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31,000 workers at Stop & Shops across Connecticut, Massachusetts, and Rhode Island have gone on strike.

On Feb. 15, just days after massive layoffs at Activision Blizzard, the AFL-CIO issued a powerful public statement of support to game developers in the United States. Its message, published in an open letter at Kotaku, was both simple and profound.

Each year in April, we gather together for Workers Memorial Day to honor the memory of those workers who have lost their lives on the job.

As Hurricane Harvey and its remnants bring unprecedented flooding and damage to a huge portion of Texas, working people in the state are going above and beyond their duties to help one another.
Seeking a stronger voice at work, more than 100 Program Managers for the Department of Children and Families (DCF) voted decisively to unionize and join Council 4 AFSCME.

In January, I was invited to serve on President Donald Trump’s manufacturing council, along with my boss, AFL-CIO President Richard Trumka. At the time, I was deputy chief of staff at the AFL-CIO (the largest federation of trade unions in America) and a spokesperson for the organization on trade, manufacturing, and economic policy. President Trumka and I agreed to serve because we believed — and still do — that working people should have a voice in crucial government decisions affecting their jobs, their lives, and their families.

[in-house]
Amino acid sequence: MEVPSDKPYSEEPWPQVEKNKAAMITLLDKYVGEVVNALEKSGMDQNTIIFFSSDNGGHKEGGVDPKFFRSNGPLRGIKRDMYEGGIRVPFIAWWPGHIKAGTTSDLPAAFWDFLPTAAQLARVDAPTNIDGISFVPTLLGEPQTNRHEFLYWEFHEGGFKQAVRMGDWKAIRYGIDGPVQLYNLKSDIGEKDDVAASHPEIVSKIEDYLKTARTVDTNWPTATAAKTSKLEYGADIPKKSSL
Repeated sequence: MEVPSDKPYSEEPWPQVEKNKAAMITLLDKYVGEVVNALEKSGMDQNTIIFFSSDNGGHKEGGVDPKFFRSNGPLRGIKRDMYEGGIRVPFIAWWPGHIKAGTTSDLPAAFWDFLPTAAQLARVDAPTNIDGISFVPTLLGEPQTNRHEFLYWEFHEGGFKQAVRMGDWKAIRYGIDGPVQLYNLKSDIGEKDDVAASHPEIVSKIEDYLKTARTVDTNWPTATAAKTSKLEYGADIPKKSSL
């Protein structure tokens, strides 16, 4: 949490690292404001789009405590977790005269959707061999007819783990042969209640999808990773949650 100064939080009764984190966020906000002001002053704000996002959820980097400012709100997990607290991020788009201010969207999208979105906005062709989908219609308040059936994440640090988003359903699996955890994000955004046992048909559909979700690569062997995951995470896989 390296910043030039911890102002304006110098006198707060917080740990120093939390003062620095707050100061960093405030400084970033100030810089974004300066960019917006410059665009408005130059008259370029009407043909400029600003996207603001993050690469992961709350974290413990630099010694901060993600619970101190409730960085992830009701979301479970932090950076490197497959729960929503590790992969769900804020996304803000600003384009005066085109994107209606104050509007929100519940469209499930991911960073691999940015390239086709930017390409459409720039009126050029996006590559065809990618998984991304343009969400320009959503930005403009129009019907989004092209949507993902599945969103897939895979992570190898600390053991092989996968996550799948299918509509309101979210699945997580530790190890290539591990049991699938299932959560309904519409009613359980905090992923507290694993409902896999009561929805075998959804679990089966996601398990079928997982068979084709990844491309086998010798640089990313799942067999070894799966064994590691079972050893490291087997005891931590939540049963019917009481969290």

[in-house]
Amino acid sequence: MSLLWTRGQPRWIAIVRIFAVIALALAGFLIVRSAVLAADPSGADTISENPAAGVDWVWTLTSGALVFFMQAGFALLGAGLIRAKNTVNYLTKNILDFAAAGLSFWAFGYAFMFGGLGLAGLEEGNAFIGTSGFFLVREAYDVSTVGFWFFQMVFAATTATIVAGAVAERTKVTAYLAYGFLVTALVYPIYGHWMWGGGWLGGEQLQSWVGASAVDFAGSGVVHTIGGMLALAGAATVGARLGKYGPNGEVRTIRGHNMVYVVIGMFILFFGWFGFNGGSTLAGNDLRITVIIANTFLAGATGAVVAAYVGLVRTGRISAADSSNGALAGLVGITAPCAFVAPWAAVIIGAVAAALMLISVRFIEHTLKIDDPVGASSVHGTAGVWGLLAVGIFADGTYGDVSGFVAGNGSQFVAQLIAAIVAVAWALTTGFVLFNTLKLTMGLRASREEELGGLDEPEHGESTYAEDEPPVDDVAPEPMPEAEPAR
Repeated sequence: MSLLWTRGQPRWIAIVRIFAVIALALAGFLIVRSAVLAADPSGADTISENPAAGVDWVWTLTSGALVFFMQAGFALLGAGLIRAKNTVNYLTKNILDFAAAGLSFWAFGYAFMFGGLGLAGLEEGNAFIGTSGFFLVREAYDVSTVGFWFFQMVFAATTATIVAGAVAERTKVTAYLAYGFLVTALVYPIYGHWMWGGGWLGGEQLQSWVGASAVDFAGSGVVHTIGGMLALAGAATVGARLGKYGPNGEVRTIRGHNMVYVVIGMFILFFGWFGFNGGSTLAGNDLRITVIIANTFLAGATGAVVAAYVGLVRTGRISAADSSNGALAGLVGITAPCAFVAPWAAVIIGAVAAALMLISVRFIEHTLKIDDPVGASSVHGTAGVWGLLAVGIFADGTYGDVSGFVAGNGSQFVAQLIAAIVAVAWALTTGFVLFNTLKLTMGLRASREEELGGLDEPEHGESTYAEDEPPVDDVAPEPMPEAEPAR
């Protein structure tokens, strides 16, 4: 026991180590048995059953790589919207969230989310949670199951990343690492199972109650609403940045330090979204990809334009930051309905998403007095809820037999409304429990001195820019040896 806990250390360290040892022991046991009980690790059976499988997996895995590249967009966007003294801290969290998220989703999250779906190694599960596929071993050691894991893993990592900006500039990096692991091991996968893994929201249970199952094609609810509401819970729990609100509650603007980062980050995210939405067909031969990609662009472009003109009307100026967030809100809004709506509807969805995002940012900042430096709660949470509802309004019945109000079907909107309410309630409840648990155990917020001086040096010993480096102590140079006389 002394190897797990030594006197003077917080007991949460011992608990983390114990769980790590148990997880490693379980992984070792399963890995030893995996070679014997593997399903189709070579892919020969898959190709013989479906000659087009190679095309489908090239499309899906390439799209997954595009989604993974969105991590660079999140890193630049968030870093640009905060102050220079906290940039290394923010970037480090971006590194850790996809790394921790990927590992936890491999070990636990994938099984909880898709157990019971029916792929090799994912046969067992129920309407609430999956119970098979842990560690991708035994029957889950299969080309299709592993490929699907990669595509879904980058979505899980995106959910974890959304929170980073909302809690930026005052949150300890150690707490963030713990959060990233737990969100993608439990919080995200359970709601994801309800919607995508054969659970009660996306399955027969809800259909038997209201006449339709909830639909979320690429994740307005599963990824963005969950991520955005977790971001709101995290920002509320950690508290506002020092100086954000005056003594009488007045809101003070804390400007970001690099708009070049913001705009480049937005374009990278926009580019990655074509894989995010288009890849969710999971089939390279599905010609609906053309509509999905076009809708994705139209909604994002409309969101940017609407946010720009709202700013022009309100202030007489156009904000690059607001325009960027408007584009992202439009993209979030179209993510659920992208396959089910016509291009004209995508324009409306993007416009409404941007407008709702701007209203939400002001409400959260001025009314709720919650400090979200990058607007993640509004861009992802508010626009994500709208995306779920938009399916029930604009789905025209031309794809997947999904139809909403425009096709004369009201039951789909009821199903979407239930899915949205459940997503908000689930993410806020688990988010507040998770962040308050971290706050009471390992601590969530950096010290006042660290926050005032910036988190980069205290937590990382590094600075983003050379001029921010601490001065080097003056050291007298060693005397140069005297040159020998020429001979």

On Tuesday, President Donald Trump stood in the lobby of his tower on Fifth Avenue in Manhattan and again made excuses for bigotry and terrorism, effectively repudiating the remarks his staff wrote a day earlier in response to the white supremacist violence in Charlottesville, Va.
Lori J. Pelletier, the president of the Connecticut AFL-CIO, raised eyebrows by organizing a picket line outside the state Democratic Party’s annual fundraiser last year to protest a Democratic governor and legislature for opting to lay off unionized state workers instead of raising taxes on the rich.

The General Assembly adjourned the regular 2017 legislative session sine die at midnight on Wednesday, June 7. A new state biennial budget was not adopted prior to adjournment, but Governor Malloy and legislative leaders continue negotiations and are expected to convene a special session once they reach agreement. The fiscal year ends June 30th.

Despite the contentiousness of the session, the labor movement was able to score a number of legislative victories for working people. Here is a round-up of our victories and losses:

Make your Memorial Day union-made in America!